As far as the AI is concerned, the closer to a static problem the better the final result. For example, we may not want an animat that struggles to adapt to all situations, but rather one that handles a great majority of them by using a good AI optimized statically. Defining a satisfactory static problem is about knowing the variables involved and choosing all (or most) of the relevant ones. Chapter 21, "Knowledge of the Problem," discussed this in depth.
Different forms of learning can be applied to various tasks.
Facts and Knowledge
By observing the world, it's possible to understand it using facts or statistical predictions. "If I jump, I'll fall back down" is an example of a fact. "This platform spends most of its time in its original position" is an example of a statistical prediction. Given enough experience, this knowledge can become surprisingly accurate.
It's also possible to extract general principles from a collection of distinct facts. (For instance, "All objects that are in the air will fall to the floor.") This is a more implicit way of representing knowledge, known as a generalization. It can be quicker to learn, but less accurate.
Behaviors and Procedures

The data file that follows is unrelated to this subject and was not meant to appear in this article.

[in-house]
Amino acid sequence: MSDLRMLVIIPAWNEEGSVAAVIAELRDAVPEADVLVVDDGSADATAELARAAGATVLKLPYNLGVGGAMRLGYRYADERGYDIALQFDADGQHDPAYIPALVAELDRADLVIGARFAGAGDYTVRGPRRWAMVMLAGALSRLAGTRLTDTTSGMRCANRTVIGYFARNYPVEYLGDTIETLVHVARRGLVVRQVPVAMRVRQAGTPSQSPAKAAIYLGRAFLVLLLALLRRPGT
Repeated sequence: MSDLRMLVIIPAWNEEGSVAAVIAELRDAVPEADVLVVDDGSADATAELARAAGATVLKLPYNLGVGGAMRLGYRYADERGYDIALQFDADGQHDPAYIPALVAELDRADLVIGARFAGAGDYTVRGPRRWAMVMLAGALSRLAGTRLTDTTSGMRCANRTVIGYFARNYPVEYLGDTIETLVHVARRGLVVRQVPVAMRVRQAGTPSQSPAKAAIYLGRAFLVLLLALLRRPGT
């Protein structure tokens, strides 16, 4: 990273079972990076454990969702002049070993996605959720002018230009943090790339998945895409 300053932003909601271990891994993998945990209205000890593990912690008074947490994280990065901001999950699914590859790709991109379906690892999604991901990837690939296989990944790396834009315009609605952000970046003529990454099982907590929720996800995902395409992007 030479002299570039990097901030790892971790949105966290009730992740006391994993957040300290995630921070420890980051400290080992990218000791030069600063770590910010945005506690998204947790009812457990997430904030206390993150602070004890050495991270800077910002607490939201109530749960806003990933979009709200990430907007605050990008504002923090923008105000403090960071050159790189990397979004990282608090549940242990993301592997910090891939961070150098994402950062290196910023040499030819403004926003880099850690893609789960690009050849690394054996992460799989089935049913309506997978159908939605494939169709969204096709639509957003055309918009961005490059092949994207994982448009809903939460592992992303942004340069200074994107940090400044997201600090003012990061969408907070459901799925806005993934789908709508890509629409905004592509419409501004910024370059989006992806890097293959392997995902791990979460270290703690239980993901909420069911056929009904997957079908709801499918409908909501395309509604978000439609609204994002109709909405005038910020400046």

An alternative to learning facts is learning behaviors. Synthetic creatures can learn how to control their movement, to use weapons, and to move through doors. These behaviors can be simple actions as well as complex sequences guided by stimuli from the environment. It's also important for the animats to learn how to apply the behaviors in general situations.
Overlaps in Representation
In some cases, it's relatively intuitive what classes as a behavior, and what classes as a fact. However, there can still be some confusion, because it often depends what words are chosen! For example, shooting (behavior) is partly about knowing where to aim (fact). So conceptually, it's possible to learn behaviors as facts. Conversely, animats implicitly know facts about the world when they perform behaviors.
When it comes down to the representation, things are equally ambiguous between these declarative and procedural forms. For example, a decision tree stores facts but it can be used for behaviors, too. Neural networks can be used for control, but also learn information about the problem.
The implementation of the technique is the best hope of distinguishing knowledge from behaviors. Knowledge learned online (ontogenetic) will be queried by a component that's fixed (phylogenetic). On the other hand, learned behaviors will be handled by a component that changes itself dynamically. Naturally, if we look deep enough it all comes down to "information," regardless of the technology used.
In practice, game developers will almost always learn facts directly, which enables them to debug and optimize the AI component responsible for using this knowledge. It's also much easier when animats can be understood as a form of data with a developer-friendly representation.